The Samsung Galaxy A9 (2016) is another handful. This one has a 6" Super AMOLED screen, which is brighter and has much more accurate colors than Xperia's screen. The A9 comes with the Snapdragon 652 chipset and runs Android 6.0 Marshmallow with a lighter custom touch than Xiaomi's.
Both of its cameras have a bright f/1.9 lens, the main 13MP camera packs OIS while the selfie cam has an 8MP sensor. Both record 1080p video. The Galaxy A9 (2016) has a 4,000mAh battery with 103h endurance, while the A9 Pro version goes up to 5,000mAh (it also adds a gig of RAM).
The Oppo F1 Plus places more focus on the selfie camera than it does on the main camera. It's a 16MP camera with f/2.0 lens and 1080p video, compared to a 13MP f/2.2 camera on the back.
It has the same Helio P10 chipset as the Xperia and a slightly bigger battery (2,850mAh), which offers noticeably better battery life, 74h endurance. Part of that is likely because of the smaller screen - 5.5" 1080p AMOLED. It's not very bright, but it does have better colors than the XA Ultra.
The Oppo R9 Plus is around if you need a 6" 1080p screen (also AMOLED). For some extra cash over the F1, you get a much faster chipset (Snapdragon 652), 64GB or even 128GB of storage and 2160p video capture from the camera.
That's from the main camera with a 16MP 1/2.8" sensor. The selfie cam has a 16MP sensor. The battery is pretty big, at 4,120mAh.
The older Oppo R7 Plus is a more affordable version. It has a 6" 1080p AMOLED screen too, but a Snapdragon 615 chipset. The camera setup includes a 13MP main camera (f/2.2 Schneider-Kreuznach optics, 1/3" sensor) and an 8MP selfie (f/2.4). Both shoot 1080p video. You get a solid 94h endurance from the 4,100mAh battery.
The upcoming Asus Zenfone 3 Ultra ZU680KL is humongous - a 6.8" screen! It has 1080p resolution and is backed by a Snapdragon 652 running Android 6.0 Marshmallow.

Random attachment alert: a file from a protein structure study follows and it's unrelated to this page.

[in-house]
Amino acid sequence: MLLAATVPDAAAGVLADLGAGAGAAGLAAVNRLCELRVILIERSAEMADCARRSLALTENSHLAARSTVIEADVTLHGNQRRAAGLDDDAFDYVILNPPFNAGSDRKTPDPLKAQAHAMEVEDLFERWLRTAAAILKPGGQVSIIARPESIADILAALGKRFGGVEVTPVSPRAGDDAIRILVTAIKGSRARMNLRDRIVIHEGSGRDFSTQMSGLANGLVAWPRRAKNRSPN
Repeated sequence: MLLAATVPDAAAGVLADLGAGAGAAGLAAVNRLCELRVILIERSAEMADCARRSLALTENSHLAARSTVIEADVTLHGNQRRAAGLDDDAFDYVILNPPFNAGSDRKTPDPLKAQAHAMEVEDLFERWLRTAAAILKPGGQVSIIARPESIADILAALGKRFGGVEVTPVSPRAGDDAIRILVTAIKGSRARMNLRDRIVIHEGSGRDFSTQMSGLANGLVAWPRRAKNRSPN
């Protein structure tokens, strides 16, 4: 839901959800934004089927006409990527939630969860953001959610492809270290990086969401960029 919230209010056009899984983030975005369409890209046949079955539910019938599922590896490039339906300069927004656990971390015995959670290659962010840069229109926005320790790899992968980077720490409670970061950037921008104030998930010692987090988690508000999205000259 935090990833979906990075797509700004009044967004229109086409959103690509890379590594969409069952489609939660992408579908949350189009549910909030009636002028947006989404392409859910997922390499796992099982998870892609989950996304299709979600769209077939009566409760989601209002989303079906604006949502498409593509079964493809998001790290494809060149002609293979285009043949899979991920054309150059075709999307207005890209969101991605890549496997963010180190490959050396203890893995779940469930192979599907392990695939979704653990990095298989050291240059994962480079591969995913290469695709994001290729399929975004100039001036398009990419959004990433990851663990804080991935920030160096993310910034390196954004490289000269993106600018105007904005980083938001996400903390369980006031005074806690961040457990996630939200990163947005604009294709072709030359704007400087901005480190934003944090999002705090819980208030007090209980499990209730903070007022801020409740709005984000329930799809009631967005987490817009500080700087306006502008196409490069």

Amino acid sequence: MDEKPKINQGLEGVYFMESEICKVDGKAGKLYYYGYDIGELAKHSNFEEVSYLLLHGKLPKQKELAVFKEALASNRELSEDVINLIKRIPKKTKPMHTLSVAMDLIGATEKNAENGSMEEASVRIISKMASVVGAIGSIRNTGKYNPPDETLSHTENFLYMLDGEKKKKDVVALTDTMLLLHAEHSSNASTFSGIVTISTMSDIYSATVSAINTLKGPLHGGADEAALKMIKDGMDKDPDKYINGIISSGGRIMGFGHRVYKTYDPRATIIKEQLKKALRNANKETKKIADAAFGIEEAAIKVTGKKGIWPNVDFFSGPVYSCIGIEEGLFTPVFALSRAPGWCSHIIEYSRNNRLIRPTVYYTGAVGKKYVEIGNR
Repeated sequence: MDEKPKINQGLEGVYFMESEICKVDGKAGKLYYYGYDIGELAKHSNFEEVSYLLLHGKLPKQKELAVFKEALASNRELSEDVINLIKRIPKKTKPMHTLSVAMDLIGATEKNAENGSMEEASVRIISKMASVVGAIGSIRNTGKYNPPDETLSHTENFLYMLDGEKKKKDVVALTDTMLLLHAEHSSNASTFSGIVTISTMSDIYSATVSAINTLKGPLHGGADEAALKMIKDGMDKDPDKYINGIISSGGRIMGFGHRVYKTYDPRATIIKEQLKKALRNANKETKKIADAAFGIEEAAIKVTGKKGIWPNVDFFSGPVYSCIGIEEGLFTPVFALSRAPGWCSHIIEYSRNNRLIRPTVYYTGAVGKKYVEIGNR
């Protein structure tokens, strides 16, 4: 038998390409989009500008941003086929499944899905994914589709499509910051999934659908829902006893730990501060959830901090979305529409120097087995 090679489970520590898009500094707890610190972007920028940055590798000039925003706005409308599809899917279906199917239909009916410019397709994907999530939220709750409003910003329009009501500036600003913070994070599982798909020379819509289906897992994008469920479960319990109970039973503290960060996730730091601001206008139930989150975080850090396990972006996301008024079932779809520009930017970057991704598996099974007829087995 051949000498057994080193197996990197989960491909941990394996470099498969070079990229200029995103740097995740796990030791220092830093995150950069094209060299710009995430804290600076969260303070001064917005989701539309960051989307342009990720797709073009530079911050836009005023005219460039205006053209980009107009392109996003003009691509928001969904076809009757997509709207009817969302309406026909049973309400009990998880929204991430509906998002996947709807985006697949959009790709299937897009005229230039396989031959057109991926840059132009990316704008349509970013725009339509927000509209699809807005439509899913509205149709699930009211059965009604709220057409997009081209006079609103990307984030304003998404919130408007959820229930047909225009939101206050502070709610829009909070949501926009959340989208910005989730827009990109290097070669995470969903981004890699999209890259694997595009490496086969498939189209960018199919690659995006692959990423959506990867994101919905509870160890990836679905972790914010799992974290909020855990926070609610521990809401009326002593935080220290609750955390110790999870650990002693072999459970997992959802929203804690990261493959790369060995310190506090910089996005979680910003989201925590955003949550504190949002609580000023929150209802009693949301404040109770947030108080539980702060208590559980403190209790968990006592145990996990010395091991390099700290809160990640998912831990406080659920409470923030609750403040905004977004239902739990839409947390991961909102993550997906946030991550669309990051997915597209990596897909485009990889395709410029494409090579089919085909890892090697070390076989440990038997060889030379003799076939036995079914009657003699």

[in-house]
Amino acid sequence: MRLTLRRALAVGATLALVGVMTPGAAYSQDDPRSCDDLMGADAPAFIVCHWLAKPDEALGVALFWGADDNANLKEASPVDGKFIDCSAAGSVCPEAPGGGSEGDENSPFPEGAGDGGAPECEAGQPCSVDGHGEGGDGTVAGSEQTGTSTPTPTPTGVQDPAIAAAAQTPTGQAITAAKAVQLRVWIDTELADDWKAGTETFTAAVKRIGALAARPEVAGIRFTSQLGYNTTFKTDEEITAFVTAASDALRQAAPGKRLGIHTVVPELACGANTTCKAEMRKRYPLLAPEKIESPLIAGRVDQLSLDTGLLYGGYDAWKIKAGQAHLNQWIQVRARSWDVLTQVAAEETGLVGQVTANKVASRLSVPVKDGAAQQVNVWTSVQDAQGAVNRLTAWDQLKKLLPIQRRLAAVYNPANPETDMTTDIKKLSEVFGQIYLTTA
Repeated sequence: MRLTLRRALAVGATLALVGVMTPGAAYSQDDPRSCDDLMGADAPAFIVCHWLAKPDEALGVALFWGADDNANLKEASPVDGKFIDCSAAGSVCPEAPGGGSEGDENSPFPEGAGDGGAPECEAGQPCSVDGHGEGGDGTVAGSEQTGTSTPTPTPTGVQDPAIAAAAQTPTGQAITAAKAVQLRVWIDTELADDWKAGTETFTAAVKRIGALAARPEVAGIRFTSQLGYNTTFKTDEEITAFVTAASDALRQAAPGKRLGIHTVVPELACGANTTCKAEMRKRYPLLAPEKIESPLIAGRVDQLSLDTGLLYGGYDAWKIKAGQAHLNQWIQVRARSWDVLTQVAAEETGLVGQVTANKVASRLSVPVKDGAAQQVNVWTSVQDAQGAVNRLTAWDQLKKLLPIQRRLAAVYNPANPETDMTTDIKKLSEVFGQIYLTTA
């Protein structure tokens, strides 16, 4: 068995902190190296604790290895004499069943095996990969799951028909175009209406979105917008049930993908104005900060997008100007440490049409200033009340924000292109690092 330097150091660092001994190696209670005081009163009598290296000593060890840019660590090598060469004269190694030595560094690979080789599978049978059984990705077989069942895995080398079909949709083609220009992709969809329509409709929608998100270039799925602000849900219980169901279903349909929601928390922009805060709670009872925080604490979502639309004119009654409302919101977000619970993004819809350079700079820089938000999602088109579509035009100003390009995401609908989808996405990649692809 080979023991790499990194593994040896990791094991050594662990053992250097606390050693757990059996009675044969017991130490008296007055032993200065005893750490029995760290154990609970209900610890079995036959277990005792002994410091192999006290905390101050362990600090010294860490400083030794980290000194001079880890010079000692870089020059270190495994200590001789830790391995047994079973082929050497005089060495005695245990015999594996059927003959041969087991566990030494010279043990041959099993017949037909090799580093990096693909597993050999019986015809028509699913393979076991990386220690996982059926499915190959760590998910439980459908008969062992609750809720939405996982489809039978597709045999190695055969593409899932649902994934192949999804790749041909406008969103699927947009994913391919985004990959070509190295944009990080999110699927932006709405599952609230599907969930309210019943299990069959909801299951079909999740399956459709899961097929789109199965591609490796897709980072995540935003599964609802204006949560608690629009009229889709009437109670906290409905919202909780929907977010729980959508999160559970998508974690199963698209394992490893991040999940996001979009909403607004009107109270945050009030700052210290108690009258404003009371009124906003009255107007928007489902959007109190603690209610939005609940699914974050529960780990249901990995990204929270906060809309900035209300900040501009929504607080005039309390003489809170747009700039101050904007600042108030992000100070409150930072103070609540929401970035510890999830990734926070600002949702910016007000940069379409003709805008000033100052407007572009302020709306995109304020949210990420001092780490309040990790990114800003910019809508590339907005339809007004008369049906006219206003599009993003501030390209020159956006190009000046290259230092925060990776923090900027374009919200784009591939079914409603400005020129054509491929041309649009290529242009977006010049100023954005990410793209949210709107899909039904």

The main camera is impressive - 23MP 1/2.6" sensor with an f/2.0 lens and optical image stabilization. It tops out at 1080p video, though. The selfie camera is a more regular 8MP/1080p shooter. The battery is big, 4,600mAh big, but not quite "humongous."
The OnePlus 3 is aggressively priced - so much so that it brings a flagship Snapdragon 820 chipset and 6GB of RAM to compete with the mid-range Xperia. The main camera is a high-quality 16MP shooter with OIS and 2160p video. The OnePlus has a capable 8MP selfie cam with fairly large 1.4µm pixels. The phone has a premium metal build and a smaller 5.5" display (but it's an AMOLED with great image quality).
The Sony Xperia XA Ultra hasn't even reached proper market availability yet, but from what we gather, it should be priced around $380/€380. That's a lot of money but you also get a lot of phone for it. If the extra large screen is not compelling enough, then there are the two excellent cameras - front and back. The only departments where this great-looking phone falls short is battery performance and gaming performance.
Regardless of this fact, the Xperia XA Ultra looks to be a much better value than what you could expect on paper. Sony, there's no shame in having a great mid-ranger. The Sony Xperia XA Ultra is great, so please get it a matching chunk of that Xperia X advertising budget. It deserves it!